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< Contents ERCIM News No. 61, April 2005
SPECIAL THEME: Environmental Modelling

2-Days Ahead PM10 Prediction in Milan with Lazy Learning

by Giorgio Corani and Stefano Barazzetta

The lazy learning algorithm is used to predict PM10 air pollution levels in Milan, providing forecasts for the next two days with reasonable accuracy. In addition to the traditional data acquired by the air quality monitoring network, specific micrometeorological variables are algorithmically estimated and then used as input for our model.

Particulate matter (PM) is a mixture of particles that can adversely effect human health, damage materials and form atmospheric haze that degrades visibility. PM is usually divided up into different classes based on size, ranging from total suspended matter (TSP) to PM10 (particles less than 10 microns in aerodynamic diameter) to PM2.5 (particles less than 2.5 microns). In general, the smallest particles pose the highest human health risks. PM exposure can affect breathing, aggravate existing respiratory and cardiovascular disease, alter the body's defense systems against foreign materials, and damage lung tissue, contributing to cancer and premature death. Particulate matter includes dust, dirt, soot, smoke and liquid droplets directly emitted into the air by sources such as factories, power plants, cars, construction activity, fires and natural windblown dust.

The 'Air Sentinel' project, developed by the 'Agenzia Milanese per la Mobilità e l'Ambiente' (Agency for Mobility and the Environment, Milan, Italy), aims at publishing forecasts of pollutant concentrations in Milan. One-day statistical linear predictors for different measuring stations of PM10 have already been shown to provide satisfactory performances. These models compute a prediction of the daily PM10 average for the current day at 9 a.m.. Evaluation of these predictors via cross-validation on a yearly scale shows a true/predicted correlation higher than 0.85, and a mean absolute error of about 10mg/m3 (out of a yearly PM10 average of about 43mg/m3 ).

We have now developed a two-day predictor; ie, at 9 a.m. this model predicts the daily PM10 average for the following day. We use the lazy learning (LL) prediction approach by Bontempi et al. LL has been shown to be viable for nonlinear time series prediction and, in particular, also for air pollution prediction. The strengths of the lazy learning approach are its predictive accuracy, its fast design (the development of a LL model is much quicker than a neural network), the easy model update procedure, and the readability of the model structure. The most relevant contribution to LL development and diffusion in recent years has been probably done by the Machine Learning group working at the University of Bruxelles, which continuously produces LL algorithmic enhancements and applications, and also releases the LL implementation as open-source code.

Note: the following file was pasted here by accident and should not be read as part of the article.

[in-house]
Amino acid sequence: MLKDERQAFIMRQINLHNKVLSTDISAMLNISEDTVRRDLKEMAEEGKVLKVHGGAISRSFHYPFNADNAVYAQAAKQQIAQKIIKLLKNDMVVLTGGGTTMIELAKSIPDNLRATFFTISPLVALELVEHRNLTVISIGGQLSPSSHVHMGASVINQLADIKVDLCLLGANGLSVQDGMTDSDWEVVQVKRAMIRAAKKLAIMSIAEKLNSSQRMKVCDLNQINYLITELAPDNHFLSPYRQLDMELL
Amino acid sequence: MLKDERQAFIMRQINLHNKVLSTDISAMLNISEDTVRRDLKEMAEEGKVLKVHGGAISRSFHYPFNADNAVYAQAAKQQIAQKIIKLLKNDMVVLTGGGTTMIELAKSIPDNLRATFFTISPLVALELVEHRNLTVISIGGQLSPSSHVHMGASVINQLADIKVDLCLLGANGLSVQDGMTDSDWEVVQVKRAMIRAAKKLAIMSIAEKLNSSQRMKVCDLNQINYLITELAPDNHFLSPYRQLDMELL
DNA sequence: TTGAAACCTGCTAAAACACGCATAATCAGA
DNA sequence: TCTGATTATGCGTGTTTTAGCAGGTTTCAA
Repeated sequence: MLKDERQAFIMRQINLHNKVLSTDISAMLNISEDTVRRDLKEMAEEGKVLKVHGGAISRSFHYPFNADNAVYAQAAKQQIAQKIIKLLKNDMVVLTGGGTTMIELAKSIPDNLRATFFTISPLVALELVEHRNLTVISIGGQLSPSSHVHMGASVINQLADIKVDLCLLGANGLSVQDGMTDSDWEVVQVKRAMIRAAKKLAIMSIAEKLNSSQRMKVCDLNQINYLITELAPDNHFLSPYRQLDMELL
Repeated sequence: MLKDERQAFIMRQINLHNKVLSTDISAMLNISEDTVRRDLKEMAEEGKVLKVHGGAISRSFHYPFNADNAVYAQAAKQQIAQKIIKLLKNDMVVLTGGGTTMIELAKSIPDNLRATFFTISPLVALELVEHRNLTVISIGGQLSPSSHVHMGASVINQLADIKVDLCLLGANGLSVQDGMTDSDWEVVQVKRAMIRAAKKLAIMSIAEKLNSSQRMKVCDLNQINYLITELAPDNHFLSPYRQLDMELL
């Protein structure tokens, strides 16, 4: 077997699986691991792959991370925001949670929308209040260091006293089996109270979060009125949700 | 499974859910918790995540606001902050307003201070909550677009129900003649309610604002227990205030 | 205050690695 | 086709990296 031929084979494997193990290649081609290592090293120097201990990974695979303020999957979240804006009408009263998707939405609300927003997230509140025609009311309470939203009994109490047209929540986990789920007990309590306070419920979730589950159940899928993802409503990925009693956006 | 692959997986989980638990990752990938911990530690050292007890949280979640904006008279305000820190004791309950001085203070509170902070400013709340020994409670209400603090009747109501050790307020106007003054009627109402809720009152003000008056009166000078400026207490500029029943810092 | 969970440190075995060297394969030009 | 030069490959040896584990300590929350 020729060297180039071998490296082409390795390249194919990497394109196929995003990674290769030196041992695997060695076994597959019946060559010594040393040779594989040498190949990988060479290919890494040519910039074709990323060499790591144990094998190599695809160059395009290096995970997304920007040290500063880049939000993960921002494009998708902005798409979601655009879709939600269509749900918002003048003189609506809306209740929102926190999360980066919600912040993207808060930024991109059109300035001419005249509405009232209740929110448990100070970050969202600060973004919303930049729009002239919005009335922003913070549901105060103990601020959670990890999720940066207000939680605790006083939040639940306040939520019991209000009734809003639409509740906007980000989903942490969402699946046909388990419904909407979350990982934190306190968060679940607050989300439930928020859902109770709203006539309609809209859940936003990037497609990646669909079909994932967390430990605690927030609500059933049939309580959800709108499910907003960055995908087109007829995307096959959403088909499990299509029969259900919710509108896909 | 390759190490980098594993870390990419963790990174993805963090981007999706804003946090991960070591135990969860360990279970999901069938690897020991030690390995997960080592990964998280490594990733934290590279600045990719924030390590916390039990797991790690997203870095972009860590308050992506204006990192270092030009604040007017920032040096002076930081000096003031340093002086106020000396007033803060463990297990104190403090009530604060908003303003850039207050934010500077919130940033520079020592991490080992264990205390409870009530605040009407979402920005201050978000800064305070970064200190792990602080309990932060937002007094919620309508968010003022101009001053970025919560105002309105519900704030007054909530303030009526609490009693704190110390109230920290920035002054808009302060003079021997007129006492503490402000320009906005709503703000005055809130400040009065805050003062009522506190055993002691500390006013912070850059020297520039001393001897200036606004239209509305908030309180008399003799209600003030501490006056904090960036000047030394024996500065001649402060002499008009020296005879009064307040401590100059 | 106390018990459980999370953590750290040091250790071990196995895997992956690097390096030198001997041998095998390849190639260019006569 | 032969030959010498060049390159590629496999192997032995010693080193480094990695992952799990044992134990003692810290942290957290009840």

The yearly average of PM10 in Milan is substantially stable (about 45 mg/m3) since the beginning of monitoring in 1998 and, just to give an idea of the severity of the phenomenon, the PM10 daily average exceeds the limit (50mg/m3 ) about 100 times every year. PM10 concentrations in Milan follow a typical weekly and yearly pattern: in particular, winter concentrations are about as twice as high as summer ones, both because of unfavourable dispersion conditions and of the additional emissions due to residential heating. Sunday concentrations are about 25% lower than the other days of the week, because of the reduction in traffic volumes.

Our PM10 prediction application requires a careful investigation of the suitability of several variables; in addition to the traditional data available from the air quality network (such as pollutant concentrations, wind speed and direction, temperature, atmospheric pressure etc., measured at the ground level), we also consider micrometeorological variables (such as mixing layer height, Monin-Obukhov length, etc.). These variables are algorithmically estimated and make it possible to characterize the dispersion conditions.

Table 1
Table 1: Cross validation performances of the base model.
Table 2
Table 2: Cross validation performances of the model enriched with micrometeorological indicators.
Figure 1
Figure 1: A simulation sample for January 2003.

Results and Discussion
We present the results obtained by cross-validating the model. At each run, a year of data is used as the testing set in order to assess the ability of the model to predict previously unseen data. We compare the performances of the base model (whose inputs are PM10 (ie, autoregressive term), SO2, temperature and atmospheric pressure), with those of the model with micrometeorological data. The probability of detecting over-threshold values and the false alarm rate refer to a threshold value set at 50mg/m3.
Provided that predictions of the model are available as a range of values, rather than as a crisp number, the forecast accuracy can be considered satisfactory, especially if micrometeorological data are used. Figure 1 provides a simulation sample for January 2003.

Website of the Machine Learning group at the University of Bruxelles:

Repository of papers presented at the 9th International Conference on Harmonisation within Atmospheric Dispersion Modelling for Regulatory Purposes (Garmish, 2004), including the paper by Barazzetta and Corani dealing with 1-day ahead prediction of PM10:

Chapter dedicated to the air quality within the State of the Environment Report of Milan (published by Agenzia Mobilità e Ambiente):

Please contact:
Giorgio Corani, Stefano Barazzetta Agenzia Mobilità e Ambiente S.r.l., Italy